Australia has an opportunity to build on its strong diplomatic foundations on regional and international issues. Taking the lead to address illegal, unreported, and unregulated fishing is one international public good Australia can provide and be proud of.
A year on from the election of the Albanese Government, Australians would be aware of how much effort has been put into Australia’s ties with the US and the region, including the AUKUS partnership and an extensive program of building links with Southeast Asia and the Pacific.
There has been less attention paid to the traditional third pillar of ALP foreign policy, which relates to international cooperation. The ALP National Platform speaks of Australia’s role as a “responsible international citizen” in promoting a “rules-based, multilateral system” and notes that many contemporary problems can only be effectively addressed through international cooperation.
Past ALP foreign ministers have used formulations like “good international citizenship” and “creative middle power diplomacy.” Foreign Minister Penny Wong, meanwhile, has spoken of constructive internationalism, which she defines as working with other countries to achieve common benefit where there are “interests which cannot be effectively pursued without international co-operation.”
One area where Australia could show constructive international leadership is in combatting illegal, unreported, and unregulated fishing (IUU fishing). This a perfect example of an international issue that requires a collective response.
It is also an area where Australia can be a global leader. A recent example of what is possible is the Biodiversity Beyond National Jurisdictions Treaty, an Australian-backed treaty to conserve the world’s high seas and ensure they are used sustainably.
Australia is well-placed to lead in international efforts to combat, deter, and prevent IUU fishing. It has much to offer in sustainable fisheries management, both regionally and globally, including in maritime domain awareness; monitoring, control, and surveillance; fisheries science; and capacity-building. It is internationally recognised as a leader in fisheries compliance management.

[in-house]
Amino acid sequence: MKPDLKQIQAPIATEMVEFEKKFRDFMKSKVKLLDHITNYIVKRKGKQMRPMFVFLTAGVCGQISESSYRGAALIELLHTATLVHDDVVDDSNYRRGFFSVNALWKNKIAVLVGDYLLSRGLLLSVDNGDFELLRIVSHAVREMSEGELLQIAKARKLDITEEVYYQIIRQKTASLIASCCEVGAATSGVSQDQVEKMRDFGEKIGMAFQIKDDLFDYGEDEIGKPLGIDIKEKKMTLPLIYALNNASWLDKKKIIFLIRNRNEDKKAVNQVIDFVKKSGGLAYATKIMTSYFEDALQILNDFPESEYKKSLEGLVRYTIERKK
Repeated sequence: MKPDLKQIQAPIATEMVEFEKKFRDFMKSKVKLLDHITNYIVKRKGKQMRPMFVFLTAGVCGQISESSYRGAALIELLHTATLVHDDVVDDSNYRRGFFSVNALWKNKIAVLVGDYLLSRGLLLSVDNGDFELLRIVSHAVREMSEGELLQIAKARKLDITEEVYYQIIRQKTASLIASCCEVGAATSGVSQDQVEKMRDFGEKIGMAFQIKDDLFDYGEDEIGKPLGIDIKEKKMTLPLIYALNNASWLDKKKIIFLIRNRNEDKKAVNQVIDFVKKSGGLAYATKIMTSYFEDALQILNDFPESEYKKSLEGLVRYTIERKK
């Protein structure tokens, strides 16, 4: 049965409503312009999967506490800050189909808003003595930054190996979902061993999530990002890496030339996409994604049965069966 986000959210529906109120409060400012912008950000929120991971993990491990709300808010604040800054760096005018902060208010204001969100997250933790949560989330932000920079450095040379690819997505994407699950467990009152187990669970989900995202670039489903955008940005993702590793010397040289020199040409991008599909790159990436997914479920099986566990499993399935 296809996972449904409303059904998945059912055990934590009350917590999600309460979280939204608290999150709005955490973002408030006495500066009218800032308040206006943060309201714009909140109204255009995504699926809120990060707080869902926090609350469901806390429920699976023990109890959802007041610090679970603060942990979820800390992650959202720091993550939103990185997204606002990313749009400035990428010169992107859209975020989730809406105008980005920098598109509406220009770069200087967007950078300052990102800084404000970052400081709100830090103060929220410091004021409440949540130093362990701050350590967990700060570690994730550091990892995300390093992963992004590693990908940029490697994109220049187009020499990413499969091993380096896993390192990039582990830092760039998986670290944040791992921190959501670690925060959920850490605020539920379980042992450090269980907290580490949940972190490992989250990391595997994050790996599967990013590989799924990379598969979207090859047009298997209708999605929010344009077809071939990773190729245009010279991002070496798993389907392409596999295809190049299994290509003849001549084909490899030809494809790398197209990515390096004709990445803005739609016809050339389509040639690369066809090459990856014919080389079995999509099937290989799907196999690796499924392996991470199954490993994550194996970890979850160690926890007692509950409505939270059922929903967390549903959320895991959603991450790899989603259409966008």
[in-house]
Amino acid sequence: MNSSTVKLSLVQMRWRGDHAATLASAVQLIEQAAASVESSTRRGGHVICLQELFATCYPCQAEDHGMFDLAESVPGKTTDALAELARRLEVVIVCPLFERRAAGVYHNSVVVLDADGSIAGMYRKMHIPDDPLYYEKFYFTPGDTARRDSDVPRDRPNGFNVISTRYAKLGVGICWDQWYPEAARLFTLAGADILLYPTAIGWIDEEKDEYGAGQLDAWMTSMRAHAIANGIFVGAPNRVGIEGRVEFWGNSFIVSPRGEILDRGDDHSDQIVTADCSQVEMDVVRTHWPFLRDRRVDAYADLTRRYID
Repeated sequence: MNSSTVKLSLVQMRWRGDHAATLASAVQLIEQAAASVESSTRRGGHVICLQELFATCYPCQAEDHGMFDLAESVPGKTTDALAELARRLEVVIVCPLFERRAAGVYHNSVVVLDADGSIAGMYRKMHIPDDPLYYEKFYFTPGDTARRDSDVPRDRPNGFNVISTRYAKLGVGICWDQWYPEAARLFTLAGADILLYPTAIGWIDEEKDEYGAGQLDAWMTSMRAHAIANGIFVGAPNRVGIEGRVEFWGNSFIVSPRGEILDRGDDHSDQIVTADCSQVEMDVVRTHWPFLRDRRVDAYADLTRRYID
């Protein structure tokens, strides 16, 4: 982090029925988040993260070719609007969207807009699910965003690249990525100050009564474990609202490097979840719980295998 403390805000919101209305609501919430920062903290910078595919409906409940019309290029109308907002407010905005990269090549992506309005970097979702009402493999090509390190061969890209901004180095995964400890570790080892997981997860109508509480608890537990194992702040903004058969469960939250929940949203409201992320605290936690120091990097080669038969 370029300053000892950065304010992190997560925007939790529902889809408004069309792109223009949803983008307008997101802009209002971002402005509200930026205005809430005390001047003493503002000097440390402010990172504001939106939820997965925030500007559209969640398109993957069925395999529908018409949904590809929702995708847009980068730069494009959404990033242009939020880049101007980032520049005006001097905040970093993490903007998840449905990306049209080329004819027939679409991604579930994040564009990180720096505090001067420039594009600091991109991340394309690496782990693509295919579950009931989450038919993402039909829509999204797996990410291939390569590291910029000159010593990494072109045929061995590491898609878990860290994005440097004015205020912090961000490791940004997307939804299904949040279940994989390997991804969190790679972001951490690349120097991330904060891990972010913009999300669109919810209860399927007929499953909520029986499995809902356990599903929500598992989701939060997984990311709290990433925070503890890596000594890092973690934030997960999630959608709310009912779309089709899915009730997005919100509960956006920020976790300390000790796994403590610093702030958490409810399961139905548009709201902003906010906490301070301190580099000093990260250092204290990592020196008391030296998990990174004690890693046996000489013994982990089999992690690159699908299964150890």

In areas including maritime protection areas, maritime surveillance, and enforcement and sustainable returns from the use of fisheries resources, Australia has insight into what works and what doesn’t. This means it is in an excellent position to provide leadership in this area, with sophisticated information, skills, and capacity-building knowledge to support countries in the region.
Second, Australia has led significant and successful efforts to combat IUU fishing in the past, such as in the fight against toothfish pirates in the Southern Ocean. With renewed focus, Australia can build upon this strong record in promoting sustainable fisheries cooperation.
A positive example of what can be achieved when Australia is a strong partner in regional fishing management organisations is the Commission for the Conservation of Antarctic Marine Living Resources (CCAMLR), established by an international convention in 1982 to conserve Antarctic marine life. Australia was significantly involved in negotiating the convention, and hosts the secretariat and annual meeting of the Commission in Hobart. Australia is leading efforts in CCAMLR to establish marine protected areas in the Antarctic where the world’s largest marine protected area has been established in the Ross Sea. CCAMLR monitors compliance with conservation measures to ensure fishing is sustainable and maintains strong market controls to prevent trade in IUU fish.